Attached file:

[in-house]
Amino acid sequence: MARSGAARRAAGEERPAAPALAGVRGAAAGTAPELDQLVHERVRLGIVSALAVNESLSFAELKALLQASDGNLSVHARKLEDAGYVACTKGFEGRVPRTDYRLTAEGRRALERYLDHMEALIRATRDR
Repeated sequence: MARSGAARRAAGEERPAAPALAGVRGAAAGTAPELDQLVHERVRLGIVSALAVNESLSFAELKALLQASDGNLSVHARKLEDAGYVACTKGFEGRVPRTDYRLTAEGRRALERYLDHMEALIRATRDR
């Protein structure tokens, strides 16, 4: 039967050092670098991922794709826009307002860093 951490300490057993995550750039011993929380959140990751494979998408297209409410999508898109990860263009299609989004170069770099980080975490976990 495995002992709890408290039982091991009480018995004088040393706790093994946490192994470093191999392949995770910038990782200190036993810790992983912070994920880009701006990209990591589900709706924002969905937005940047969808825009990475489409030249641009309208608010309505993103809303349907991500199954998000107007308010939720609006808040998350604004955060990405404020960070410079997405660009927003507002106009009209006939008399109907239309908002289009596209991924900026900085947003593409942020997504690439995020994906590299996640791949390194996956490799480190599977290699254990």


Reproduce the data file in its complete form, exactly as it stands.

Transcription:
[in-house]
Amino acid sequence: MARSGAARRAAGEERPAAPALAGVRGAAAGTAPELDQLVHERVRLGIVSALAVNESLSFAELKALLQASDGNLSVHARKLEDAGYVACTKGFEGRVPRTDYRLTAEGRRALERYLDHMEALIRATRDR
Repeated sequence: MARSGAARRAAGEERPAAPALAGVRGAAAGTAPELDQLVHERVRLGIVSALAVNESLSFAELKALLQASDGNLSVHARKLEDAGYVACTKGFEGRVPRTDYRLTAEGRRALERYLDHMEALIRATRDR
């Protein structure tokens, strides 16, 4: 039967050092670098991922794709826009307002860093 951490300490057993995550750039011993929380959140990751494979998408297209409410999508898109990860263009299609989004170069770099980080975490976990 495995002992709890408290039982091991009480018995004088040393706790093994946490192994470093191999392949995770910038990782200190036993810790992983912070994920880009701006990209990591589900709706924002969905937005940047969808825009990475489409030249641009309208608010309505993103809303349907991500199954998000107007308010939720609006808040998350604004955060990405404020960070410079997405660009927003507002106009009209006939008399109907239309908002289009596209991924900026900085947003593409942020997504690439995020994906590299996640791949390194996956490799480190599977290699254990």